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How Much Does A Bathroom Renovation Cost?

Without a doubt, bathrooms are the most underrated room in the house when it comes to price. You’d be mistaken for thinking a smaller room, relative to the likes of a kitchen, would be more budget friendly. However, when it comes to renovating your bathroom, scale of economy can quickly become redundant.

All Trades On Deck

Often when we think about renovating a bathroom, trades that spring to mind might include a plumber or a tiler. Whilst these are both important contributors to this space, a full bathroom renovation entails a lot of moving parts with several different trades required to convert the space from old to new.

The construction of the home will dictate exactly which trades are required, for example, dependent on the home being made of bricks or timber, the scope may require either a bricklayer or a carpenter. However, every bathroom renovation is certainly going to need a demo team, a Plumber, Electrician, Plasterer/Renderer, Tiler, perhaps a Concreter, Glazing Installer and Painter at a minimum. On top of this, there will be rubbish bins, temporary ensuite hire (if a second bathroom isn’t available in the home) and any project management fees of the builder licensed to complete the project. You can understand where the cost of renovating a bathroom can quickly add up considering how many people need to be involved for a quality result.

Of course, there are renovations that are not complete overhauls, perhaps making over the existing layout or painting surfaces to breathe new life into the bathroom. These types of renovations could be a DIY project and/or require minimum trade help to complete. The size of the project will depend on the age of the home, any damage that may need to be repaired, the desired layout or the intent behind the renovation.

In today’s market, with the building industry experiencing cost increases in both labour and supply, a bathroom renovation could range from a $10k facelift to an average cost of $35k for completely gutting the room and starting from scratch. I’ve also completed bathroom renovations that were nearly $100k by the time my clients chose some very high-end fixtures, coupled with difficult structural limitations to an upper-level bathroom.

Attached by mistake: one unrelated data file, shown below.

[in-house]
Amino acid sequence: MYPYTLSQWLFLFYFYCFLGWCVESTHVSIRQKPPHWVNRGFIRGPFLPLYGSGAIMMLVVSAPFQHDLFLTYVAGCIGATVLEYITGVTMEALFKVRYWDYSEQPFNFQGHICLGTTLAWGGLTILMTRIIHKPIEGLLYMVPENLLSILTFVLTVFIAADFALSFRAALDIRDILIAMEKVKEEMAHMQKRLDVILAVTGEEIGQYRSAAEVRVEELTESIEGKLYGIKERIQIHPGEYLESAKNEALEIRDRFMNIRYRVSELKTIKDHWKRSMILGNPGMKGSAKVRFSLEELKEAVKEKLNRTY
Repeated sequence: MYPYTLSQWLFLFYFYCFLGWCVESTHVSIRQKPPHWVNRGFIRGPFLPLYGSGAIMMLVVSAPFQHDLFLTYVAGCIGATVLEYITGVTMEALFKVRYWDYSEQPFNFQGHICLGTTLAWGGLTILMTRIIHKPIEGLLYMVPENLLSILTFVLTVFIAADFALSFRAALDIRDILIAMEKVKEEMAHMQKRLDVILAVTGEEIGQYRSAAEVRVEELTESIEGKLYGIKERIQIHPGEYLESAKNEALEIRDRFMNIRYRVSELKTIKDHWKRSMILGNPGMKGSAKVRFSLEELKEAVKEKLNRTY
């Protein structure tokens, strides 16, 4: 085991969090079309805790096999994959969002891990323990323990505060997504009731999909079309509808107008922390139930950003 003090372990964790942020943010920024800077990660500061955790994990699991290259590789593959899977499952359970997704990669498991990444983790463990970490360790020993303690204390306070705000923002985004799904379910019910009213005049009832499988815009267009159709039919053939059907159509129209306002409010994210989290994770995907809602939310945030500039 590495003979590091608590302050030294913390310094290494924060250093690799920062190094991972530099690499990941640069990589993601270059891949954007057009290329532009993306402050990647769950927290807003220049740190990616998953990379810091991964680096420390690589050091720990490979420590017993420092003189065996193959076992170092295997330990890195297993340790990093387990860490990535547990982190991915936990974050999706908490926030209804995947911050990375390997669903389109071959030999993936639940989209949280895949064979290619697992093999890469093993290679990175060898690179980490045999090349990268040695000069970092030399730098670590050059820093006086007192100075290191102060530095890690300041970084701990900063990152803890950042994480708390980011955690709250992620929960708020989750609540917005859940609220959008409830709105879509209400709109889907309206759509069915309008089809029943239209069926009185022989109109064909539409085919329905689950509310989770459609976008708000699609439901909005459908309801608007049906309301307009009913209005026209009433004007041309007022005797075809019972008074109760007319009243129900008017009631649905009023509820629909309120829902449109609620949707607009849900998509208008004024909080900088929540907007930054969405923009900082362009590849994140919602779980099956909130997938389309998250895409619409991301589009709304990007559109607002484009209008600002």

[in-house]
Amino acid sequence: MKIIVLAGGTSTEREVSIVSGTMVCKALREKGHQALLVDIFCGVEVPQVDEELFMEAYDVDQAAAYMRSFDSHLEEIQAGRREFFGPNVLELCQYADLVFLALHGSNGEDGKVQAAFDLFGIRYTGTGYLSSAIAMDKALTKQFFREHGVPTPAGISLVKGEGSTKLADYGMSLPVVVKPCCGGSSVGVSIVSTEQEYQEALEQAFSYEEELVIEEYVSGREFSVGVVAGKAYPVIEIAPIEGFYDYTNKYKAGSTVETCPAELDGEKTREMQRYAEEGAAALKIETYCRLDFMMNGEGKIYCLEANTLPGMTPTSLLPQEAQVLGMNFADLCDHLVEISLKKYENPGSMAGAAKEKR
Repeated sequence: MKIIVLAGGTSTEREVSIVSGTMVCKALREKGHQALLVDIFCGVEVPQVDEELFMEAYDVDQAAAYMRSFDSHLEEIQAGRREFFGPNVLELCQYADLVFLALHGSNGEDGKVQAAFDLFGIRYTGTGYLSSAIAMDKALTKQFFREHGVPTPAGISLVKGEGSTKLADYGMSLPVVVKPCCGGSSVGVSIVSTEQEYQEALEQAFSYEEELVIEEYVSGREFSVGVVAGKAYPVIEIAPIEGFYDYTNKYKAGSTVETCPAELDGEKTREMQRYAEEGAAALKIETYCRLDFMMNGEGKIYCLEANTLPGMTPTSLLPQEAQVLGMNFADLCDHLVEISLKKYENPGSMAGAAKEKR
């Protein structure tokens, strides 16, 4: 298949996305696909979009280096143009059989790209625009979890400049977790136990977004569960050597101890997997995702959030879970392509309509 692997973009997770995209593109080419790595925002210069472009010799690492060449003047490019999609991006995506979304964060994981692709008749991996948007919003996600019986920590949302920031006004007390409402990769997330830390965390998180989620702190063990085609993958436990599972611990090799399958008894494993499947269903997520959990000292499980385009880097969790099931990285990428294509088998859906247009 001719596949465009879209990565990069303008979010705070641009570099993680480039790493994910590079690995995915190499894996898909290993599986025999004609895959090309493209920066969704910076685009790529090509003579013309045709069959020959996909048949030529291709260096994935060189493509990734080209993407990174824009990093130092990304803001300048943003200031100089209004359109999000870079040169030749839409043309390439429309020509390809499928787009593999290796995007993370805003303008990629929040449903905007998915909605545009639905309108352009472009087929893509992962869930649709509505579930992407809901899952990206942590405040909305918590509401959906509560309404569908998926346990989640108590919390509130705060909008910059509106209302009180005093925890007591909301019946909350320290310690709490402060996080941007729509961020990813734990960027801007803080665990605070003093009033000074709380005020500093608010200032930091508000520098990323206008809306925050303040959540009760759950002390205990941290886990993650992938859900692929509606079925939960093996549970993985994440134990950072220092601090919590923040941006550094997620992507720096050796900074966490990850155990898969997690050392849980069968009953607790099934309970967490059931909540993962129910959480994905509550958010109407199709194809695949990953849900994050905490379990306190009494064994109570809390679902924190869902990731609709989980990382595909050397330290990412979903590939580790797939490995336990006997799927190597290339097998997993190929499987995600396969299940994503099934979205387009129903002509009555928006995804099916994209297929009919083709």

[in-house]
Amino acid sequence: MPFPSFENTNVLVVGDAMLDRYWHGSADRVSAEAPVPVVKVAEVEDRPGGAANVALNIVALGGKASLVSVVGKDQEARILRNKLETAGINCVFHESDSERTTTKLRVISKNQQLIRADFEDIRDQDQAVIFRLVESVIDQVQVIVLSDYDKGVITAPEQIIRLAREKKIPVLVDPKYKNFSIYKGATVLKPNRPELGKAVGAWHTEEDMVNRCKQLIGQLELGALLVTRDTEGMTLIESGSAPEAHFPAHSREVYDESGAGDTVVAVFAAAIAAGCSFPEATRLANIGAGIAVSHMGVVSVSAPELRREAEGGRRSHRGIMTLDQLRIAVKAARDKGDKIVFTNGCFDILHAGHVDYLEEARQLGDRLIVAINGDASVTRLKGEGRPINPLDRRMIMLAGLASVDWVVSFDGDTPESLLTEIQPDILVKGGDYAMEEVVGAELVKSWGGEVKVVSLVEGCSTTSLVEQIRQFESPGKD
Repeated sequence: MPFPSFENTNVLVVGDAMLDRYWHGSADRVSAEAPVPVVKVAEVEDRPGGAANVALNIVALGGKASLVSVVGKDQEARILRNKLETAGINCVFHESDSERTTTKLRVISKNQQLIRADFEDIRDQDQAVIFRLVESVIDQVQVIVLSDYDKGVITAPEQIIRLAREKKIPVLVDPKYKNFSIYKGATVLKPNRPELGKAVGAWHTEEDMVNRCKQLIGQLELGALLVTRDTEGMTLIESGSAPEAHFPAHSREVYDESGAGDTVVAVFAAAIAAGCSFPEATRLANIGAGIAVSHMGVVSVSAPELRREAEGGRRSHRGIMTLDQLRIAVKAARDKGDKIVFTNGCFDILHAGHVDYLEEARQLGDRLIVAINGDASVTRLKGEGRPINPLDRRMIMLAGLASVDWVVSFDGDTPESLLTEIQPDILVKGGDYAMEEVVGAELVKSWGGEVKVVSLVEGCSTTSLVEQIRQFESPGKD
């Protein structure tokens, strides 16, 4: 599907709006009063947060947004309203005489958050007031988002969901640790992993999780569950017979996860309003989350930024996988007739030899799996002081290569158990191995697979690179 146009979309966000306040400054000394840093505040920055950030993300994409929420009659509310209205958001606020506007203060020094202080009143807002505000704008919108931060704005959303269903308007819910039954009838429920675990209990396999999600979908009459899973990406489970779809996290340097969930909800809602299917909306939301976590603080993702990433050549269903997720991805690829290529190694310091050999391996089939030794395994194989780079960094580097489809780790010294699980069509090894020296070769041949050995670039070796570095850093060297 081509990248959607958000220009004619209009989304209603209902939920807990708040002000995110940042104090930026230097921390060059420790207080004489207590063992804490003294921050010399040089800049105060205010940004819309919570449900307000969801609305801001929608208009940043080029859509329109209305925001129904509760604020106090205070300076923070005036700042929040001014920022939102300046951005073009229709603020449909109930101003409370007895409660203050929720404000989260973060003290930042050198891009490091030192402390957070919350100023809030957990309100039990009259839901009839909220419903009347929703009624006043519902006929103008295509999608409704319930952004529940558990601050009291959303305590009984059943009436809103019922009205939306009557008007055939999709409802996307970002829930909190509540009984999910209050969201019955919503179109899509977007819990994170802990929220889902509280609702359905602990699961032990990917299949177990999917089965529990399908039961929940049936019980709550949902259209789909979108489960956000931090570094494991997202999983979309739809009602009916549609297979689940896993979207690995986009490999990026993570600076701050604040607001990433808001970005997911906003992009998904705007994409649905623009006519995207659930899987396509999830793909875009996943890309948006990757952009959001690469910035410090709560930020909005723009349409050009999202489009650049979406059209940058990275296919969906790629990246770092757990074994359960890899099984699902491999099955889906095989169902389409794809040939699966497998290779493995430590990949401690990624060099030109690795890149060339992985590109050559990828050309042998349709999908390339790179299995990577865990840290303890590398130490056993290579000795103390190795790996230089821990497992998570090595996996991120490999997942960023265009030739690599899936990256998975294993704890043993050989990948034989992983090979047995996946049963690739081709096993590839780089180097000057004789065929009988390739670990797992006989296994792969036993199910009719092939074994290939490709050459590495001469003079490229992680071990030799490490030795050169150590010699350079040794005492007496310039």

It would be fair to say that selection items; sanitary ware, tapware, tiles and accessories make up a quarter of the renovation cost, if that. My average project allows between $6000 – $8000 for client selected products per bathroom.

Size Doesn’t Matter

Whether your bathroom is a small two square metre area or closer to the size of a bedroom, renovating this type of zone requires a wide range of trades to complete the work. Of course, if a bathroom is larger and tiled to ceiling as opposed to a smaller room with half height wall tiling, then obviously tiling costs will increase for the additional scope. And while a design choice such as this would be a great area to consider if trying to keep costs at bay, on its own it is not a huge contributor to the overall cost. The tiler is going to have to be onsite for X number of days regardless of tile height, a few extra rows isn’t going to make a significant difference. You can apply this logic to all trades.

What does make a difference to cost is any structural limitations. Upper-level bathrooms require more manual handling of tools and materials across levels. Consideration also needs to be given to the subfloor / substrate with extra work required to achieve adequate falls in the bathroom with modern day layouts. Old plumbing can be another area that catches homeowners by surprise, not realizing that galvanised pipework must be replaced in an old bathroom to meet compliancy, causing a need for the concrete floor to be completely removed.

Water damage and other old wear and tear can lend itself to secondary work outside of the bathroom area that may only become exposed during construction. The older the home, the increased chance of something awry occurring. It is recommended that you factor in a contingency of approximately 10% of your overall budget for renovation work, regardless of the size of your project. And if you don’t need it by handover… wonderful! You can afford some luxurious new fluffy towels and can start saving toward your next project!

Making Informed Decisions

I am of the opinion there are unique solutions for every situation and that each client’s project needs to be assessed on its own merit. It is highly recommended that clients simultaneously engage a Designer and a Builder as the first step to discover what can and can’t be achieved in the space. When you have all three parties involved, all options can be brought to the table and non-feasible ideas can be eliminated on the spot with the differing experience of both professionals involved.

Communication is key! By taking the time to have this three-way meeting, designs won’t be proposed that are going to break the bank and the bathroom is going to be constructed with a thorough understanding of the brief and design intention. And most importantly, the budget is going to be respected as much as possible from the very beginning. I like to ensure that the builders I align with share my value of honesty and transparency when offering advice around project costs, clearly explaining contributions to the price. If the client is transparent with their budget requirements too, we can maximise every dollar spent and together achieve a fantastic outcome.

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